With responsibility comes vulnerability
The Medical Defence Union warns that as nurses take on more responsibilities, they are more vulnerable to complaints and clinical negligence cases. Advanced nurse practitioners are advised to work within their competence, communicate clearly and apologise when things go wrong.
Last year MDU’s nurse practitioner members reported 25 clinical negligence claims arising from their practice – up from two a decade earlier. The organisation has dealt with more than 400 issues involving nurse practitioners in the past five years.
There has been a steep rise in complaints against nurse practitioners, with wrong or delayed diagnosis as the most common reason
Wrong or delayed diagnosis was the most common reason, featuring in three out of ten complaints and 40% of claims. This was followed by delayed referrals and prescribing errors. One case involved a payout of more than £2 million for a patient who had a stroke after being prescribed a contraceptive. Other nurses have faced allegations of failing to diagnose serious conditions, such as meningitis or malignant melanoma.
MDU medico-legal adviser Beverley Ward says: ‘It is well known that complaints and claims against GPs are increasing year-on-year, but the rise is even steeper among nurse practitioners working in primary care.’
As more people are living longer and more patients with long-term conditions are being managed in primary care, nurse practitioners are shouldering greater responsibility to cope with rising demand. ‘However, in taking on roles such as assessing and diagnosing patients, prescribing medicines, and running minor injury clinics, nurse practitioners are also at an increased risk of patients holding them individually accountable if something goes wrong,’ says Dr Ward.
But in its guide to advanced nursing practice, the RCN suggests that ANPs are no more likely to be subject to claims of negligence than any other nurses. Revised in 2012, the guidance says: ‘The risk to the ANP, like all other nurses, is dictated by the extent to which any practitioner is able to acknowledge their own limitations regarding advanced competences and knowledge, and sets limits to their own practice. These principles apply to any registered nurse, regardless of their level of practice.’
RCN ANP forum chair Wendy Fairhurst believes that the large increase in the number of ANPs, particularly compared with ten years ago, is a key issue that helps to explain the MDU’s figures. ‘We’ve had a huge rise in our membership, reflecting the fact that more ANPs are now practising, with many more in GP surgeries,’ she says.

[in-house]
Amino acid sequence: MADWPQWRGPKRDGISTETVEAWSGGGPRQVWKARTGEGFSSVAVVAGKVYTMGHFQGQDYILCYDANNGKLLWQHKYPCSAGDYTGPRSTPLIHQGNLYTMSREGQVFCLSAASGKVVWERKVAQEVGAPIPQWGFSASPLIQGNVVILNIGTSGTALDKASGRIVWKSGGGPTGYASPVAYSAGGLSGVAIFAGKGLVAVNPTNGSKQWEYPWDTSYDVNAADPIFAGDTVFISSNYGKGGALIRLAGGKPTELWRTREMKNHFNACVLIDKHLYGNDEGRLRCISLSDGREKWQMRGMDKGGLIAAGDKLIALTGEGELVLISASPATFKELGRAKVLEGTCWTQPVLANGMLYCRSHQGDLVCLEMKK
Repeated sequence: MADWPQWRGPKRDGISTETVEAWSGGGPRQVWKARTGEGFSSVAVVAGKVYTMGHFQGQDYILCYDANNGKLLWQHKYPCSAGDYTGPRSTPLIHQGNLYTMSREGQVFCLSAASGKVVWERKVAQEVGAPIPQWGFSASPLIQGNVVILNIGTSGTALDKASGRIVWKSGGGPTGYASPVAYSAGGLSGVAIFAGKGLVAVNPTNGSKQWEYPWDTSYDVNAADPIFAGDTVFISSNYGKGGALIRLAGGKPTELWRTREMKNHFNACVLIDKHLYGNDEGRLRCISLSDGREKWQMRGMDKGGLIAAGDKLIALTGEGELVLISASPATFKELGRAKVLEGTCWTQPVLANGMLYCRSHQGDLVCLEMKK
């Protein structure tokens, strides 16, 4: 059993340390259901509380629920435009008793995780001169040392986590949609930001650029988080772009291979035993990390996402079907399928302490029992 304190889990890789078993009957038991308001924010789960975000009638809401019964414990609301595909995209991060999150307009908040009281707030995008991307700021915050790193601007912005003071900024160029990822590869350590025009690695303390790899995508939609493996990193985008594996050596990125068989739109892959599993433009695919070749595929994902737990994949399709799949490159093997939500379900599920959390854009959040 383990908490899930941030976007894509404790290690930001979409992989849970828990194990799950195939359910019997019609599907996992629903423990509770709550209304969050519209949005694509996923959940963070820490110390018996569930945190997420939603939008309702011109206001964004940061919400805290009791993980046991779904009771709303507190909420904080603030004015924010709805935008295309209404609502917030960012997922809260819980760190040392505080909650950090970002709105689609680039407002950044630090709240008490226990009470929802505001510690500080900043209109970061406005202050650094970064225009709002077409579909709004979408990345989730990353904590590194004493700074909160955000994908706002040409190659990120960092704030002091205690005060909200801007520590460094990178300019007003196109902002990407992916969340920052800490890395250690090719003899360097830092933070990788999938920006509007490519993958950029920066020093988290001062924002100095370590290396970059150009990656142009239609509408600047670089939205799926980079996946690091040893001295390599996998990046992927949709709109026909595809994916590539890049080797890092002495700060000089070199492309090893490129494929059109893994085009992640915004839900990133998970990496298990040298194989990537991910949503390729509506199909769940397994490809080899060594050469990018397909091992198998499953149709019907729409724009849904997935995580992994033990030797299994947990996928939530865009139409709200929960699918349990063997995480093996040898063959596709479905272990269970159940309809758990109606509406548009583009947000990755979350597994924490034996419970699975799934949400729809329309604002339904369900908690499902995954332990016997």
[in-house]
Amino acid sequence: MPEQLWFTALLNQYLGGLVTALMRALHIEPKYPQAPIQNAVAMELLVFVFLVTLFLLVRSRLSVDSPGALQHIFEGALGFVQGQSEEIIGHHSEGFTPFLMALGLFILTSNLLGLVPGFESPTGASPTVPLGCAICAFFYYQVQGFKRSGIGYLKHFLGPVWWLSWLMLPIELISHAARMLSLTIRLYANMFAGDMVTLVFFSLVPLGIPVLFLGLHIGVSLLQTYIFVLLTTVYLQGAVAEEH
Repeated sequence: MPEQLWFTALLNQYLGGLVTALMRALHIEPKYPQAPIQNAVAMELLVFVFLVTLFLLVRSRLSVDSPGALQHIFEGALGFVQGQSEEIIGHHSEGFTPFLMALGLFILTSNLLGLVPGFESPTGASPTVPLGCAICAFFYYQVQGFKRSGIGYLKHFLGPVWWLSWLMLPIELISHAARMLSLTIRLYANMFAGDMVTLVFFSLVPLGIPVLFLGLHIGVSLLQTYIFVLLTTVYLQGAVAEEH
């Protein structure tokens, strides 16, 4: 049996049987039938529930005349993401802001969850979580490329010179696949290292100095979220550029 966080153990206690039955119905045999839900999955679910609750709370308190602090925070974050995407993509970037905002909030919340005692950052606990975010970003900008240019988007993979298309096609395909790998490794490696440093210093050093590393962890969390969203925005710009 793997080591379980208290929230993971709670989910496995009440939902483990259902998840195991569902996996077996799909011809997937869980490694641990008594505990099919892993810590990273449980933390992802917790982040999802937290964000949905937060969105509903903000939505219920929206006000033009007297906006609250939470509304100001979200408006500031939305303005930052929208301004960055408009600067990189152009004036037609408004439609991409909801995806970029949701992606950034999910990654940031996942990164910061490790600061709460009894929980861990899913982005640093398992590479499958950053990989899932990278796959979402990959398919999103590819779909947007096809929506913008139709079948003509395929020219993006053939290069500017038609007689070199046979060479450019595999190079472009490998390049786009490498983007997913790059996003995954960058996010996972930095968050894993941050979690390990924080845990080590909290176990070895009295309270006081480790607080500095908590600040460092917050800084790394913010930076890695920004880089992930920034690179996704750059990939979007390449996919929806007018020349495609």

So what should ANPs do to avoid getting into difficulties? The MDU advises:
Keep your knowledge up to date and work within your level of competence.
If there is doubt about a diagnosis, get advice from a colleague or refer the patient for further investigations or treatment.
Clearly communicate with patients, explaining what you are doing and why. Check the patient has understood and ensure they know under what circumstances and time frame to seek further medical care.
Tell patients about the risks, benefits and alternative options open to them – including the option of doing nothing – so they can make an informed choice.
Keep a record of all discussions with patients, including those over the phone. Record positive as well as negative findings.
If things go wrong, apologise to the patient. Explain what has happened and what can be done to rectify it.
In addition, the RCN guidance says: ‘Meticulous practice, good record-keeping, a thorough educational preparation, ongoing self-assessment, and critical appraisal with colleagues, are all essential.’
‘I don’t think people understand exactly what we do. It’s confusing for the public,’ says RCN ANP forum chair Wendy Fairhurst. ‘There’s no standardised training, so an ANP in one part of the country may have had a completely different educational preparation from an ANP in another.’
To try to address the problem, the RCN is devising a voluntary credentials system, although it is still in the early stages of development. There is also broad agreement that preparation should include a master’s degree level academic programme, alongside time to develop advanced skills, with the support of a clinical mentor. ANPs work in primary and secondary care, for example emergency departments, paediatrics and cancer care. According to the RCN’s guidance, the level of practice at which ANPs work encompasses:
Making autonomous decisions for which they are accountable.
Treating patients with undifferentiated and undiagnosed problems, and making an assessment of their healthcare needs based on physical examination, diagnosis, prescribing and referring.
Screening patients for disease risk factors and early signs of illness.
Making differential diagnoses using skills in decision making and problem solving.
Ordering necessary investigations.
Admitting or discharging patients from their own caseload and referring them to other healthcare providers, as appropriate.
Providing a leadership and consultancy function as needed.
Every nurse must also self-declare that they hold an appropriate indemnity arrangement, when applying to join the Nursing and Midwifery Council register or renewing their registration. This can be either in your own right or through your employer, says the NMC.
Since July 2014, the RCN’s indemnity scheme has not applied to a member’s work carried out under a contract of employment, because it says this should be covered by the employer’s own arrangements.
‘Nurses should expect their employers to do this – it’s part of being a responsible employer,’ says Ms Fairhurst.